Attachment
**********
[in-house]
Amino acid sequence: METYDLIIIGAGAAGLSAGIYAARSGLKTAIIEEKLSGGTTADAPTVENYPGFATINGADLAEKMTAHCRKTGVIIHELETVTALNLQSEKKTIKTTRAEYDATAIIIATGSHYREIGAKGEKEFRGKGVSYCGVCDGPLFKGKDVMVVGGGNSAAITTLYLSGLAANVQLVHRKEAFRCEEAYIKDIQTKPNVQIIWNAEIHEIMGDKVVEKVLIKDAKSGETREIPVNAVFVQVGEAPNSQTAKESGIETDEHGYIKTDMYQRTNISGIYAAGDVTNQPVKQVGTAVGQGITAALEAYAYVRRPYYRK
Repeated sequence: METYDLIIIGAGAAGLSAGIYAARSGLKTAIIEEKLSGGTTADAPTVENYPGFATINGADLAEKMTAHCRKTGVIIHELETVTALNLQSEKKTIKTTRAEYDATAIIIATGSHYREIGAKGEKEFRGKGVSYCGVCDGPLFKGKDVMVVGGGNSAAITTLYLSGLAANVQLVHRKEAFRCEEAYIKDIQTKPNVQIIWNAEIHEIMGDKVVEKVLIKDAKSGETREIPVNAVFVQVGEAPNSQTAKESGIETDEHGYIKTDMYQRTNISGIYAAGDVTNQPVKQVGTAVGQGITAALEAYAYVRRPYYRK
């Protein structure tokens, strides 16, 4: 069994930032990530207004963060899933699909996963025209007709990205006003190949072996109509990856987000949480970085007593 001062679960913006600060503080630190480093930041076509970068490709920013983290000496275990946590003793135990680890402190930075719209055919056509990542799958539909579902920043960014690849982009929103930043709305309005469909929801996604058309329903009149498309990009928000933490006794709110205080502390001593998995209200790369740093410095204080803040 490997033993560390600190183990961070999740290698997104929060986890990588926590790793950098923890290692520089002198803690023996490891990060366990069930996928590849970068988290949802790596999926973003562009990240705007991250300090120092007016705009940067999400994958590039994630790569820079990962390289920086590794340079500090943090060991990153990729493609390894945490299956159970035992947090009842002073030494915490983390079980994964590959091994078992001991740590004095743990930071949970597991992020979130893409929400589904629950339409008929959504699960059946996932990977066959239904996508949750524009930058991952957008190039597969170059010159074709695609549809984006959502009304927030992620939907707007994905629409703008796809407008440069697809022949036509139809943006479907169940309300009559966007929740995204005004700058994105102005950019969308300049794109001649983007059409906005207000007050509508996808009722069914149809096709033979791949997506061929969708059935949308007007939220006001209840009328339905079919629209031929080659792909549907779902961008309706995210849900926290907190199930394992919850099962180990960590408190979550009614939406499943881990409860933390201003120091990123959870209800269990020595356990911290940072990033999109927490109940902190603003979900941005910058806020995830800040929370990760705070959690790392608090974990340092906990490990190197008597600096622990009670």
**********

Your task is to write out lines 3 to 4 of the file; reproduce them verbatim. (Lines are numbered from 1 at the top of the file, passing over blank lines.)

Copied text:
Repeated sequence: METYDLIIIGAGAAGLSAGIYAARSGLKTAIIEEKLSGGTTADAPTVENYPGFATINGADLAEKMTAHCRKTGVIIHELETVTALNLQSEKKTIKTTRAEYDATAIIIATGSHYREIGAKGEKEFRGKGVSYCGVCDGPLFKGKDVMVVGGGNSAAITTLYLSGLAANVQLVHRKEAFRCEEAYIKDIQTKPNVQIIWNAEIHEIMGDKVVEKVLIKDAKSGETREIPVNAVFVQVGEAPNSQTAKESGIETDEHGYIKTDMYQRTNISGIYAAGDVTNQPVKQVGTAVGQGITAALEAYAYVRRPYYRK
């Protein structure tokens, strides 16, 4: 069994930032990530207004963060899933699909996963025209007709990205006003190949072996109509990856987000949480970085007593 001062679960913006600060503080630190480093930041076509970068490709920013983290000496275990946590003793135990680890402190930075719209055919056509990542799958539909579902920043960014690849982009929103930043709305309005469909929801996604058309329903009149498309990009928000933490006794709110205080502390001593998995209200790369740093410095204080803040 490997033993560390600190183990961070999740290698997104929060986890990588926590790793950098923890290692520089002198803690023996490891990060366990069930996928590849970068988290949802790596999926973003562009990240705007991250300090120092007016705009940067999400994958590039994630790569820079990962390289920086590794340079500090943090060991990153990729493609390894945490299956159970035992947090009842002073030494915490983390079980994964590959091994078992001991740590004095743990930071949970597991992020979130893409929400589904629950339409008929959504699960059946996932990977066959239904996508949750524009930058991952957008190039597969170059010159074709695609549809984006959502009304927030992620939907707007994905629409703008796809407008440069697809022949036509139809943006479907169940309300009559966007929740995204005004700058994105102005950019969308300049794109001649983007059409906005207000007050509508996808009722069914149809096709033979791949997506061929969708059935949308007007939220006001209840009328339905079919629209031929080659792909549907779902961008309706995210849900926290907190199930394992919850099962180990960590408190979550009614939406499943881990409860933390201003120091990123959870209800269990020595356990911290940072990033999109927490109940902190603003979900941005910058806020995830800040929370990760705070959690790392608090974990340092906990490990190197008597600096622990009670």